Collaborate with China or suffer

US, WASHINGTON (ORDO NEWS) — Governments all over the world have faced a terrible choice: saving lives from Sovid-19 or protecting their sources of income and livelihood. It’s no secret that China and the US have not been getting along lately. But America must understand that there is little strategic sense in its escalation of rivalry with China, the authors say.

Governments around the world were faced with a terrible choice: save lives by sovid-19, or to protect their sources of income and existence. Economic indicators only emphasize the acuteness of this dilemma. Unemployment has risen sharply, foreign trade has plummeted, the global economy is on the verge of the worst recession since the Great Depression. And there is only one way to mitigate the economic consequences of the pandemic – to develop Sino-US cooperation.

It’s no secret that China and the US have not been getting along lately. Since President Donald Trump settled in the White House, his administration has pursued an aggressive policy of containing China, using trade barriers as its preferred weapon.

The Sovid-19 crisis not only did not change these sentiments, but, apparently, on the contrary, strengthened the Trump administration’s desire for hostility – to the point that blaming China for the pandemic looks more important to it than protecting the Americans. In a new document, entitled “A Strategic Approach to the People’s Republic of China,” the Trump administration once again cites its rationale: a supposedly “sober” assessment confirmed that China is a strategic competitor in the field of economy, ideology and national security.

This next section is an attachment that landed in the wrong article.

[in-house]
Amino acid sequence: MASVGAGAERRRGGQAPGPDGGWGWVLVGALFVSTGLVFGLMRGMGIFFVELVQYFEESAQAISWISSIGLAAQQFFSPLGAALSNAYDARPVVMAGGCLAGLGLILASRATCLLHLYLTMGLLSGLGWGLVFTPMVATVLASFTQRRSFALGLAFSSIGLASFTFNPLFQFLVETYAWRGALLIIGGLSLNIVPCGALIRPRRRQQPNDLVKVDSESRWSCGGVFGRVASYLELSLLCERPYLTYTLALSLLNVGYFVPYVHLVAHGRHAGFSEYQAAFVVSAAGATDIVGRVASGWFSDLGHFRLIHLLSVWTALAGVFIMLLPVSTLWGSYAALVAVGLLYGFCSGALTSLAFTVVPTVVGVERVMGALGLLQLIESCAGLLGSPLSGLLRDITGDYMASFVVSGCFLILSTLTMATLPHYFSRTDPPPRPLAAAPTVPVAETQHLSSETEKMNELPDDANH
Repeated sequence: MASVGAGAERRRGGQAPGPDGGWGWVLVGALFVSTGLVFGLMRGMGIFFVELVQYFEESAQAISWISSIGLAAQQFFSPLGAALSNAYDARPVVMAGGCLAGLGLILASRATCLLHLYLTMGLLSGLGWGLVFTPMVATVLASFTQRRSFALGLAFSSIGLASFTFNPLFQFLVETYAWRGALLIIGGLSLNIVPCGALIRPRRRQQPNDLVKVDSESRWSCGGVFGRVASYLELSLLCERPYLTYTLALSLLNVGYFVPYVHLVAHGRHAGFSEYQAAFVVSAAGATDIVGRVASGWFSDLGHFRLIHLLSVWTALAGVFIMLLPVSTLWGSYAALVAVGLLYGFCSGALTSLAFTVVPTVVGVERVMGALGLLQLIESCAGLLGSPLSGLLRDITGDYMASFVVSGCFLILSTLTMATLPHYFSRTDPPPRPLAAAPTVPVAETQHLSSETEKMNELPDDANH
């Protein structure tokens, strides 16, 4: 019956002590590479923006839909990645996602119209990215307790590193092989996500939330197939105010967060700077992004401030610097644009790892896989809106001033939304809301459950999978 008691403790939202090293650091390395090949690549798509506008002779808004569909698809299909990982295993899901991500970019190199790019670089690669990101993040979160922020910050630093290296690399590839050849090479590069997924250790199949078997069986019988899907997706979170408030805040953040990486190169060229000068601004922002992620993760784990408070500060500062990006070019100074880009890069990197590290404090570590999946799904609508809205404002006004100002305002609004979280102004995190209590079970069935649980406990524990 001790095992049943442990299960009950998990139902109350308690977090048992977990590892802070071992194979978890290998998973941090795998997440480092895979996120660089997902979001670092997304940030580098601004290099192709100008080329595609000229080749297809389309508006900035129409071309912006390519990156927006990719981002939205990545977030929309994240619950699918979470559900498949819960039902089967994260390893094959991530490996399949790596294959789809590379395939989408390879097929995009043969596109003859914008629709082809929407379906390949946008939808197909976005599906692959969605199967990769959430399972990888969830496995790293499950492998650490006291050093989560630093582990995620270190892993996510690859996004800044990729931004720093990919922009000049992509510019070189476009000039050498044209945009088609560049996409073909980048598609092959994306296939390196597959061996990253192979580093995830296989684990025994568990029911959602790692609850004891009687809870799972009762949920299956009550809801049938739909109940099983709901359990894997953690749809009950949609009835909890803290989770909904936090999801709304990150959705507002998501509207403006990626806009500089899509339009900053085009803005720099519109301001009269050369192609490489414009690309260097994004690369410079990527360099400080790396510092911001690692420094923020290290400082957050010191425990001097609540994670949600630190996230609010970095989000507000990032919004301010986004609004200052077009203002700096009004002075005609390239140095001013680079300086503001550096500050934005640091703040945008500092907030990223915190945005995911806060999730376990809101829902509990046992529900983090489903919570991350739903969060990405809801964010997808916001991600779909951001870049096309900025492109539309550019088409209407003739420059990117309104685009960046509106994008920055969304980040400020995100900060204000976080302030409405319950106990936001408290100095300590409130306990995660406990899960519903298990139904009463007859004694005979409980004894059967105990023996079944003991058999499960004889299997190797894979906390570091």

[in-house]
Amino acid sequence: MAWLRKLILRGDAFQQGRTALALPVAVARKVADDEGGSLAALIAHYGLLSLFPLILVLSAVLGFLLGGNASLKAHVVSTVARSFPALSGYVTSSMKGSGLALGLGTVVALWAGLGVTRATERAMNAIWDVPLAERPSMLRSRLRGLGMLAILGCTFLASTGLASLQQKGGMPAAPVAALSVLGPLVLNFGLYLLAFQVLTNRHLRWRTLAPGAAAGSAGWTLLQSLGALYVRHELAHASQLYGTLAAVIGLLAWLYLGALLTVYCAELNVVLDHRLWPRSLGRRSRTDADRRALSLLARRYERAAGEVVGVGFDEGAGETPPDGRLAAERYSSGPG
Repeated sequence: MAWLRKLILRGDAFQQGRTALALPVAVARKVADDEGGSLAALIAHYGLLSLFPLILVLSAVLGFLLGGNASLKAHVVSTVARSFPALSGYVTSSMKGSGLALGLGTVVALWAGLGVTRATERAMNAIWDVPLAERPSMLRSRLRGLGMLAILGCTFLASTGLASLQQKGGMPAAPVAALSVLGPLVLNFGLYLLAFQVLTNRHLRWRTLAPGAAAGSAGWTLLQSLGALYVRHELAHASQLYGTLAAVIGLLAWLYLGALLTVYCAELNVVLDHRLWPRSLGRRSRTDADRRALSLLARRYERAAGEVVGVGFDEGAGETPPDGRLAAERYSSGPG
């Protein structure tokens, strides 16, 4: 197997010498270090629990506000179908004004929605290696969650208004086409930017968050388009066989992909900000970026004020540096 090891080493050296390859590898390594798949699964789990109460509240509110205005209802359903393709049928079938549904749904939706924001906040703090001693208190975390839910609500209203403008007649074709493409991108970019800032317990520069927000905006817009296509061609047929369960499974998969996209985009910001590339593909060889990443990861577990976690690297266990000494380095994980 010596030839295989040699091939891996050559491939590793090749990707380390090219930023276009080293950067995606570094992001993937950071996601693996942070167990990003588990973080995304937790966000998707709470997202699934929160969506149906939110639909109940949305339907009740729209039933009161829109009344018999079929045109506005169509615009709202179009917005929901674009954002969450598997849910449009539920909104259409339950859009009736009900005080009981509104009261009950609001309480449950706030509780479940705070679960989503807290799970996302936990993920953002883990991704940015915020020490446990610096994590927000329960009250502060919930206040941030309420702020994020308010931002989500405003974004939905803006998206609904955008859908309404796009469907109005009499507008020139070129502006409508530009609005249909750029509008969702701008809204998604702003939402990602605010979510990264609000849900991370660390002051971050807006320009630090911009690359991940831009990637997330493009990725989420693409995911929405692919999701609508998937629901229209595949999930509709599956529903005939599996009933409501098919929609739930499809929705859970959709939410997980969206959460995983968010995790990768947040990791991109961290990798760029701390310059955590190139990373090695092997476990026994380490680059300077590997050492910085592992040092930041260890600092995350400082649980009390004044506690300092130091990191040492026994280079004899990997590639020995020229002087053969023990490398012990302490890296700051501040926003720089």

The United States, the document says, does not “seek to stop the development of China” and “welcome the expansion of cooperation with China and work on common tasks.” However, America’s interaction with China will be “selective and result-oriented,” as well as always promoting the US national interests.

In a situation where the death toll from Sovid-19 in the United States exceeded 100 thousand, America has no more significant interest than the fight against the coronavirus pandemic. Moreover, in a situation where over 38 million Americans have applied for unemployment benefits over the past nine weeks, collaboration is becoming especially valuable in terms of limiting the economic costs of a pandemic.

Make no mistake: confronting a threat that does not know national borders and protecting an economy that is deeply integrated with the rest of the world is impossible alone. But it is far from obvious that for the United States these vital tasks will become a higher priority than geopolitical rivalry.

On the contrary, in April the US Department of Commerce introduced new technological restrictions against the Chinese giant Huawei, and the Senate passed a law that could lead to delisting of some Chinese companies whose shares are traded on US exchanges. Recognizing the existence of a “broad scientific consensus that the virus was not created by humans or genetically modified,” US Secretary of State Mike Pompeo, however, recently stated that there is “a mass of evidence” indicating his origin from a Chinese laboratory.

Against the background of acute emotional and economic trauma, the desire to find and punish the perpetrator may, of course, seem extremely tempting. For Trump, this topic has become central to his campaign – and this is a convenient way to evade accusations of mistakes made by his own administration in the fight against the pandemic. But history shows how reckless this approach is: the decision to punish countries that lost in the First World War created the conditions for the outbreak of the Great Depression, and eventually led to a new world war.